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The alternative media has censorship problems too

It is not especially unusual for figures in the alternative media to use the power of law to silence criticism

October 5, 2019

12:56 PM

5 October 2019

12:56 PM

A common view is that the mainstream media loves censorship. Mainstream commentators smear people as bigots, mainstream social media platforms close their accounts and mainstream politicians applaud their efforts. Alternative tendencies like the ‘Intellectual Dark Web’ have emerged to oppose censorship. But is the alternative media free of its own censorious trends?

One of the more memorable episodes of The Joe Rogan Experience involved the comedian cum commentator-cum-podcaster Mr Rogan sitting down with his friends, the comedian Bryan Callen and the UFC heavyweight Brendan Schaub. Schaub had just come off a loss by technical knockout and expected to discuss the bout in a collegial fashion. He was blindsided by a classic exercise in tough love as Rogan broke down his stylistic deficiencies in agonizing detail and suggested that he should hang up his gloves before he took a lot more serious of damage to his brain. Schaub resisted at first, but came to see the wisdom of his friend’s advice as a he embraced a safer and more lucrative career in podcasting and stand-up comedy.

All’s well that ends well? Not quite. In breaking down Schaub as a martial artist, Rogan had built him up as a comedian. Schaub has a lot of charm and energy, but his comedic career sky-rocketed on Rogan’s coattails. He had barely begun developing his stand-up act before he was gifted a Showtime special, which soon acquired a hideous IMDB rating of 2.5. So unloved was Schaub’s performance that the CBD oil company that he is partnered with was offering discounts on their products for ‘the kind of review Brendan deserves.’ This is what we call a ‘bribe’.

None of this would be worth writing about if it was not for an obscure event that followed the special. YouTube documentarian ‘Beige Frequency’ had been deriding Schaub’s comedic efforts, pointing out, for example, that in his special he had attributed a farcically stereotypical Chinese accent to an Asian American UFC doctor who is in fact considerably better spoken than he is. Beige Frequency created a satirical documentary about Mr Schaub’s various mishaps which was promptly taken down from YouTube after an unfair, opportunistic copyright claim from ‘Bent Pixels’, a digital media company that counts among its partners a certain Joe Rogan.

Mr Frequency’s film was certainly insulting. I am sure that the opinions it expressed are contentious. But the clips of other people’s content that it used were short and employed only to illustrate his criticisms. Copyright claims were morally and legally unjustifiable, and served as a underhanded act of censorship. As a commentator who has all but built his brand on opposing censorship and upholding the right to free expression, it is hypocritical – if he is aware of it – for Rogan to accept the censorious actions of his partners.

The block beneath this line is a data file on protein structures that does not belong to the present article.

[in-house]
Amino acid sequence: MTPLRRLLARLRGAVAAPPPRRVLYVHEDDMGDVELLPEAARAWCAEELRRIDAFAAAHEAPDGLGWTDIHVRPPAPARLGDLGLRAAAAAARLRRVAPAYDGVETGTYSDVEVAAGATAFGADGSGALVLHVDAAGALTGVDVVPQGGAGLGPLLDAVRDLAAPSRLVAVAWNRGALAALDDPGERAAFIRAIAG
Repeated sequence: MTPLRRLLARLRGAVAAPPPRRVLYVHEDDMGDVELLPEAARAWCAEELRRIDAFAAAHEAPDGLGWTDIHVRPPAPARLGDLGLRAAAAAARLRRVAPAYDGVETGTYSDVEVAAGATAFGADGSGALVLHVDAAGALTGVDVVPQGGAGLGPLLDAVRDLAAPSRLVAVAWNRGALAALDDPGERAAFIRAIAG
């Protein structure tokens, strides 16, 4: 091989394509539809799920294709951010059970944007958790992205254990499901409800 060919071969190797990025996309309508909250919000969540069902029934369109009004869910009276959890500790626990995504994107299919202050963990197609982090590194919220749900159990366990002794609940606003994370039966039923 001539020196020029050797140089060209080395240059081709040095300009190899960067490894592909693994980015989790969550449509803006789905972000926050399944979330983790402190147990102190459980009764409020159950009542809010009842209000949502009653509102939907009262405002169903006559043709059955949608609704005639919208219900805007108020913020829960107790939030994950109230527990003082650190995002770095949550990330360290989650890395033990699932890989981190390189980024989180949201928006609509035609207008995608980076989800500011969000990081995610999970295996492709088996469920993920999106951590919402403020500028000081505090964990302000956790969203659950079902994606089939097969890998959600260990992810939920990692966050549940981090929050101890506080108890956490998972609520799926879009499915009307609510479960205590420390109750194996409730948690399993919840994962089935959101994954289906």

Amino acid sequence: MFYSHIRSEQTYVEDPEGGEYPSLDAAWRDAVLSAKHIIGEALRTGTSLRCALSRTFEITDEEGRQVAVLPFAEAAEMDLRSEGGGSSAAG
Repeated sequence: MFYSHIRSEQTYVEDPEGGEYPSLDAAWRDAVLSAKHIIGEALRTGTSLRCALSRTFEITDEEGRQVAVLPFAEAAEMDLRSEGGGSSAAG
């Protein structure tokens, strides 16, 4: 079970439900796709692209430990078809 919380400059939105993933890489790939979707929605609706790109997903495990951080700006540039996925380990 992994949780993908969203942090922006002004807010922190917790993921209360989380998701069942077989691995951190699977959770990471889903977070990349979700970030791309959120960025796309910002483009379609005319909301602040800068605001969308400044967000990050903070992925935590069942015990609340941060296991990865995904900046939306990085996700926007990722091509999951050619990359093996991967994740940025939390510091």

Sadly, it is not especially unusual for figures in the alternative media to use the power of law to silence criticism. Now I think that libel is prohibited for good reasons. If someone calls you a criminal or a Nazi I think that you should have the right to seek legal redress. Still, it was absurd when lawyers representing Jordan Peterson sent a legal threat to the philosopher Kate Manne for saying, for example, that Peterson expresses ‘really eyebrow-raising, authoritarian-sounding, and even cruel things’, and that his ‘skepticism about objective facts arises when it’s conveniently anti-feminist’. I doubt that I agree with Professor Manne on much. In fact, if she said it was raining I would go to the beach. But these are clearly legitimate opinions to hold and not within the realms of prohibitable smears.

Figures in the alternative media sometimes display an excess of sensitivity towards criticism. When the liberal commentator Cathy Young criticized violent threats against an event hosted by ‘Intellectual Dark Web’ interviewer Dave Rubin, who she had previously argued is an enabler of bigoted people, Rubin said:

‘Save it Cathy, this is the shit you helped create. Congrats.’

Again, I agree with Ms Young on very little. But it is preposterous to claim that reasonable criticisms naturally ‘create’ violent threats, and the suggestion that they do encourages a chilling effect inasmuch as it proposes a natural route from criticism to crime.

Now, in fairness I am not a free speech absolutist, but I hope I am at least morally consistent. If I was a publisher I would not host a Nazi but nor would I host a revolutionary communist. I do not think these people, in these cases, have met this standard. Would Joe Rogan have criticized someone taking down a clip that made fun of his comedy bête noir Carlos Mencia? Would Jordan Peterson have criticized a socialist who sent a legal threat to someone for calling them authoritarian-sounding and biased? Would Dave Rubin have criticized someone who claimed that harshly criticizing the ‘regressive left’ means you ‘create’ violent threats against them? In all cases I believe that the answer is ‘yes’, and this inconsistency deserves a measure of reflection. Alternative media figures do not have the power to inhibit free expression that mainstream platforms wield but they still have power and should exercise it responsibly.


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